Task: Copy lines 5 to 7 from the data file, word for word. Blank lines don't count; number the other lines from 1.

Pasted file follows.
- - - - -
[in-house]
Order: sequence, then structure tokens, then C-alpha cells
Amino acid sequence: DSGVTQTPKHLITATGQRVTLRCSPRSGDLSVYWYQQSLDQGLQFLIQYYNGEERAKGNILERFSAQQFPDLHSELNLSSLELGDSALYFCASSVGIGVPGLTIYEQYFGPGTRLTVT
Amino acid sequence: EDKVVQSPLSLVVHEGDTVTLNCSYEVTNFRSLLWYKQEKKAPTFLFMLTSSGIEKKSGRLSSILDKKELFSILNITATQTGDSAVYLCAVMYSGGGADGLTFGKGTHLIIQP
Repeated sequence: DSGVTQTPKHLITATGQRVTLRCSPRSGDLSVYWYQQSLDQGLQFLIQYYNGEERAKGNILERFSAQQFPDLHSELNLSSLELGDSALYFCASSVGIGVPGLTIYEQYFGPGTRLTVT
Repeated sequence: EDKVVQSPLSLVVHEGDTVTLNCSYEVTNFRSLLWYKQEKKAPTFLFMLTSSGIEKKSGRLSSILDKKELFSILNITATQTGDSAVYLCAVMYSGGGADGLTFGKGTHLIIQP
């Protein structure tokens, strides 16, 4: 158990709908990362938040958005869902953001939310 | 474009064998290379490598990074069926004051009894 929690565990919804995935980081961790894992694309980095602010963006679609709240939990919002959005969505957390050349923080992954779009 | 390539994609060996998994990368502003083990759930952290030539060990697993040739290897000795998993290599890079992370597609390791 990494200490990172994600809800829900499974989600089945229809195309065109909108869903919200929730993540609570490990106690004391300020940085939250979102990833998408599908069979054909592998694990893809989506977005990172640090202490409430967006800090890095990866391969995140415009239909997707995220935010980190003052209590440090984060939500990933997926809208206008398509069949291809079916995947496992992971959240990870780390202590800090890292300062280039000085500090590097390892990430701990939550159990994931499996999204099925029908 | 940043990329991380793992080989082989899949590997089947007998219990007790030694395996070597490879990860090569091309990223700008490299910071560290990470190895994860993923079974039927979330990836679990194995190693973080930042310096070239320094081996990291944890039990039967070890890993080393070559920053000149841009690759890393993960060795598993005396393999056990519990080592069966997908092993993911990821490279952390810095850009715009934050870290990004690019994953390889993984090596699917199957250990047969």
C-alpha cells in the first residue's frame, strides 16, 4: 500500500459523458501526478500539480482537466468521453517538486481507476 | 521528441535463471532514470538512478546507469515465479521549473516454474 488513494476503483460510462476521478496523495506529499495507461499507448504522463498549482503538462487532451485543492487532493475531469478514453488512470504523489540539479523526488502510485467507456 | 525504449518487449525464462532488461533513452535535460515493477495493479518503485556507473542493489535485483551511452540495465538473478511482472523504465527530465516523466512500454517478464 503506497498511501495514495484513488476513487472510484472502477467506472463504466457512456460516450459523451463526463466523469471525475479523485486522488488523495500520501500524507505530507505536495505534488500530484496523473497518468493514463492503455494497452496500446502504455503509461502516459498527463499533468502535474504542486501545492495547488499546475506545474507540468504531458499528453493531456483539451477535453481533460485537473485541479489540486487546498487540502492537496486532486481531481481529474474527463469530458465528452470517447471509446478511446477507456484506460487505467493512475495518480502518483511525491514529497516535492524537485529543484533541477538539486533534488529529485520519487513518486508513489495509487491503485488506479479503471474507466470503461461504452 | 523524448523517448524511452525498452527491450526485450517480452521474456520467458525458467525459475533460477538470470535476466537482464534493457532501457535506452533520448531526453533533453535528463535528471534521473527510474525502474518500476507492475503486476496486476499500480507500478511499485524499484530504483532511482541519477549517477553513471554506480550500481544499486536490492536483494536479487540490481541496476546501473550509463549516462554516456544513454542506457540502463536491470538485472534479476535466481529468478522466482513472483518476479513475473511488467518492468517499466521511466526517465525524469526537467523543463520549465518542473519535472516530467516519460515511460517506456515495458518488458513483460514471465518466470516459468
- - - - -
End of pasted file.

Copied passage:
Repeated sequence: DSGVTQTPKHLITATGQRVTLRCSPRSGDLSVYWYQQSLDQGLQFLIQYYNGEERAKGNILERFSAQQFPDLHSELNLSSLELGDSALYFCASSVGIGVPGLTIYEQYFGPGTRLTVT
Repeated sequence: EDKVVQSPLSLVVHEGDTVTLNCSYEVTNFRSLLWYKQEKKAPTFLFMLTSSGIEKKSGRLSSILDKKELFSILNITATQTGDSAVYLCAVMYSGGGADGLTFGKGTHLIIQP
């Protein structure tokens, strides 16, 4: 158990709908990362938040958005869902953001939310 | 474009064998290379490598990074069926004051009894 929690565990919804995935980081961790894992694309980095602010963006679609709240939990919002959005969505957390050349923080992954779009 | 390539994609060996998994990368502003083990759930952290030539060990697993040739290897000795998993290599890079992370597609390791 990494200490990172994600809800829900499974989600089945229809195309065109909108869903919200929730993540609570490990106690004391300020940085939250979102990833998408599908069979054909592998694990893809989506977005990172640090202490409430967006800090890095990866391969995140415009239909997707995220935010980190003052209590440090984060939500990933997926809208206008398509069949291809079916995947496992992971959240990870780390202590800090890292300062280039000085500090590097390892990430701990939550159990994931499996999204099925029908 | 940043990329991380793992080989082989899949590997089947007998219990007790030694395996070597490879990860090569091309990223700008490299910071560290990470190895994860993923079974039927979330990836679990194995190693973080930042310096070239320094081996990291944890039990039967070890890993080393070559920053000149841009690759890393993960060795598993005396393999056990519990080592069966997908092993993911990821490279952390810095850009715009934050870290990004690019994953390889993984090596699917199957250990047969």